HUNDREDS of thousands of people flocked to the Vatican yesterday for a historic day of four popes, with Francis and Benedict XVI honouring their predecessors John XXIII and John Paul II and declaring them saints in the first ever canonisation of two pontiffs.

While the ceremony itself was remarkable, it was Benedict's presence that added to its historic nature.

Never before have a ­reigning and retired pope celebrated Mass together in public, much less an event honouring two of their most famous predecessors.

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Benedict's presence was also a reflection of the balancing act that Francis envisioned when he decided to canonise John and John Paul together, showing the unity of the Catholic Church by honouring popes beloved to conservatives and progressives alike.

Benedict, 87, arrived in St Peter's Square on his own to cheers and applause from the crowd. Wearing white vestments and white bishops' mitre, he took his seat off to the side with other cardinals but stood to greet Italy's president as he arrived for the Mass.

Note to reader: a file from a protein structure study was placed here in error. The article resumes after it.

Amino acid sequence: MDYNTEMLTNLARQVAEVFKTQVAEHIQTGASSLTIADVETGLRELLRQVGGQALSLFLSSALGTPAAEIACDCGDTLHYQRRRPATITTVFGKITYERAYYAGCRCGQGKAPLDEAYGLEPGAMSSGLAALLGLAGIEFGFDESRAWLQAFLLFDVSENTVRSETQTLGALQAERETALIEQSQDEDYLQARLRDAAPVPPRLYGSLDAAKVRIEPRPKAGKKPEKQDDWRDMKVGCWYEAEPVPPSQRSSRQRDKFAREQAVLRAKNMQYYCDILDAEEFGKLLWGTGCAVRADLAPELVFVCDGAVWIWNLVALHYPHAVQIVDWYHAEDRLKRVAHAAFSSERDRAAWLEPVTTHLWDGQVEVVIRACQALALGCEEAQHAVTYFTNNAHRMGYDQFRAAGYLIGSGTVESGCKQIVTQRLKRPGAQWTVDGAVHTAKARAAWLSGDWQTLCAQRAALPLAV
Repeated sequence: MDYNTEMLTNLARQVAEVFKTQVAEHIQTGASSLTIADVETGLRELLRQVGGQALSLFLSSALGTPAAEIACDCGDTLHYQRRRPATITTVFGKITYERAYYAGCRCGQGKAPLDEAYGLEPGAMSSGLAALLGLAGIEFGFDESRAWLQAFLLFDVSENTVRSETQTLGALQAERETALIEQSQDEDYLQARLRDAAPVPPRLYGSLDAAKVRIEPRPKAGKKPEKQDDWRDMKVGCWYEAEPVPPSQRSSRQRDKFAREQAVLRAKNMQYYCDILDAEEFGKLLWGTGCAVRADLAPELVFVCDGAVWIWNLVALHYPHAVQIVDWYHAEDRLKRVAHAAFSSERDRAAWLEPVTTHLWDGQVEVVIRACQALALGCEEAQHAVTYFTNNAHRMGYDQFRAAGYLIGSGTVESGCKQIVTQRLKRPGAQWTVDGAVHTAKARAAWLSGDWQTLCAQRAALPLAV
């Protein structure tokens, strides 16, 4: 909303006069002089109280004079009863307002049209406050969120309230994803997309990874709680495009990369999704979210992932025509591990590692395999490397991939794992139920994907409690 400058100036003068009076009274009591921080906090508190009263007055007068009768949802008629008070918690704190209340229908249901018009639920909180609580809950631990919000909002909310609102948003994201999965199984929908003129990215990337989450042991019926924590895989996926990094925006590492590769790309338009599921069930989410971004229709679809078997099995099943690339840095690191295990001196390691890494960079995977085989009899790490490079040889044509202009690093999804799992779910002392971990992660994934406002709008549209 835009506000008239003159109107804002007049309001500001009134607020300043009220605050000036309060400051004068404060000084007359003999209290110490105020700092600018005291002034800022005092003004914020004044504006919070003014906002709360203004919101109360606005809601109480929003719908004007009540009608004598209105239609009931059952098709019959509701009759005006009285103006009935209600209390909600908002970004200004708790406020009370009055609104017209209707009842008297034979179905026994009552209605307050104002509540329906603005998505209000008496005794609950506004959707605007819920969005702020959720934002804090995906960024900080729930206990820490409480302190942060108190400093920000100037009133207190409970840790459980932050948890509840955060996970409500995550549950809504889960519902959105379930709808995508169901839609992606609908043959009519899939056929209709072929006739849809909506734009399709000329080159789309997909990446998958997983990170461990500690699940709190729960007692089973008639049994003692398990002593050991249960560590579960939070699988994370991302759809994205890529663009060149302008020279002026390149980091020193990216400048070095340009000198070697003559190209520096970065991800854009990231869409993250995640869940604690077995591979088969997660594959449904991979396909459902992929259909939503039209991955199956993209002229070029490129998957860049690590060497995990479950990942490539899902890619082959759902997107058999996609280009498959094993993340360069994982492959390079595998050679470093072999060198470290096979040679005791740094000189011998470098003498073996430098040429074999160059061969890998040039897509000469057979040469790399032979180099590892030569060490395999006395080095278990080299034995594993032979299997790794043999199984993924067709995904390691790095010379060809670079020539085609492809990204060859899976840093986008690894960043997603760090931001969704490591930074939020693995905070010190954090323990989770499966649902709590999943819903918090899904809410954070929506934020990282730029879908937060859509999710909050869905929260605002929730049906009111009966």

Italy's interior ministry predicted one million people would watch the Mass from the square, the streets surrounding it and nearby piazzas where giant TV screens were set up to accommodate the crowds eager to follow along. By the time the ceremony began, Via della Conciliazione, the main boulevard leading from the square, nearby streets and the bridges across the Tiber River were packed.

Polish pilgrims carrying the red and white flags of John Paul's homeland were among the first to push into the square well before sunrise.

"Four popes in one ceremony is a fantastic thing to see and to be at, because it is history being written in our sight," marvelled one of the visiting Poles, David Halfar. "It is wonderful to be a part in this and to live all of this."

Pope John XIII, who reigned from 1958-1963, is a hero to liberal Catholics for having convened the Second Vatican Council.

The meetings brought the church into the modern era by allowing Mass to be celebrated in local languages rather than Latin and by encouraging greater dialogue with people of other faiths, particularly Jews.

During his quarter-century papacy from 1978-2005, John Paul II helped topple communism through his support of Poland's Solidarity movement. His globe-trotting papacy and launch of the wildly popular World Youth Days invigorated a new generation of Catholics, while his defence of core church teaching heartened conservatives.